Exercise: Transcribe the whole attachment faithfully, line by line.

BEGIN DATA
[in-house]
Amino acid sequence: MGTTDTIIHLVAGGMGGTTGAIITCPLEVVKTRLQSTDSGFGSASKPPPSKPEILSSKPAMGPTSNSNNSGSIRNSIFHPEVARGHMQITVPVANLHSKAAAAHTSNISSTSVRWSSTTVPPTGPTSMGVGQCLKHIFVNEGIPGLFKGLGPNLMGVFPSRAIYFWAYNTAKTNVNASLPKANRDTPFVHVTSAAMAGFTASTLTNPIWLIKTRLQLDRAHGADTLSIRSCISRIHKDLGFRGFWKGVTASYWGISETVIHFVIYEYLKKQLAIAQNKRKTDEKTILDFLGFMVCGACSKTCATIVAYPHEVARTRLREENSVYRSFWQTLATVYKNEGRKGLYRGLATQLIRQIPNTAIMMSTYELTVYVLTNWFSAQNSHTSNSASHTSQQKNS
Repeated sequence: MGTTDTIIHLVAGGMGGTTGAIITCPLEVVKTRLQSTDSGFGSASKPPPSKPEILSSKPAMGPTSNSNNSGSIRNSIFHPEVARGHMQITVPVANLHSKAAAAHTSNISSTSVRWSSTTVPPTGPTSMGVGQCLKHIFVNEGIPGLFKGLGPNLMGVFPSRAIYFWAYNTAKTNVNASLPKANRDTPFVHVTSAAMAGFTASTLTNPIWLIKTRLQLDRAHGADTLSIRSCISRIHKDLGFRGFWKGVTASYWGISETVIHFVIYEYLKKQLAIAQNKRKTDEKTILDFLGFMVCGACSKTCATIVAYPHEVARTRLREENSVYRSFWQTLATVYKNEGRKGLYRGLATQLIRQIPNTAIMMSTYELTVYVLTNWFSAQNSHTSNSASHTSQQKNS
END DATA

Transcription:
[in-house]
Amino acid sequence: MGTTDTIIHLVAGGMGGTTGAIITCPLEVVKTRLQSTDSGFGSASKPPPSKPEILSSKPAMGPTSNSNNSGSIRNSIFHPEVARGHMQITVPVANLHSKAAAAHTSNISSTSVRWSSTTVPPTGPTSMGVGQCLKHIFVNEGIPGLFKGLGPNLMGVFPSRAIYFWAYNTAKTNVNASLPKANRDTPFVHVTSAAMAGFTASTLTNPIWLIKTRLQLDRAHGADTLSIRSCISRIHKDLGFRGFWKGVTASYWGISETVIHFVIYEYLKKQLAIAQNKRKTDEKTILDFLGFMVCGACSKTCATIVAYPHEVARTRLREENSVYRSFWQTLATVYKNEGRKGLYRGLATQLIRQIPNTAIMMSTYELTVYVLTNWFSAQNSHTSNSASHTSQQKNS
Repeated sequence: MGTTDTIIHLVAGGMGGTTGAIITCPLEVVKTRLQSTDSGFGSASKPPPSKPEILSSKPAMGPTSNSNNSGSIRNSIFHPEVARGHMQITVPVANLHSKAAAAHTSNISSTSVRWSSTTVPPTGPTSMGVGQCLKHIFVNEGIPGLFKGLGPNLMGVFPSRAIYFWAYNTAKTNVNASLPKANRDTPFVHVTSAAMAGFTASTLTNPIWLIKTRLQLDRAHGADTLSIRSCISRIHKDLGFRGFWKGVTASYWGISETVIHFVIYEYLKKQLAIAQNKRKTDEKTILDFLGFMVCGACSKTCATIVAYPHEVARTRLREENSVYRSFWQTLATVYKNEGRKGLYRGLATQLIRQIPNTAIMMSTYELTVYVLTNWFSAQNSHTSNSASHTSQQKNS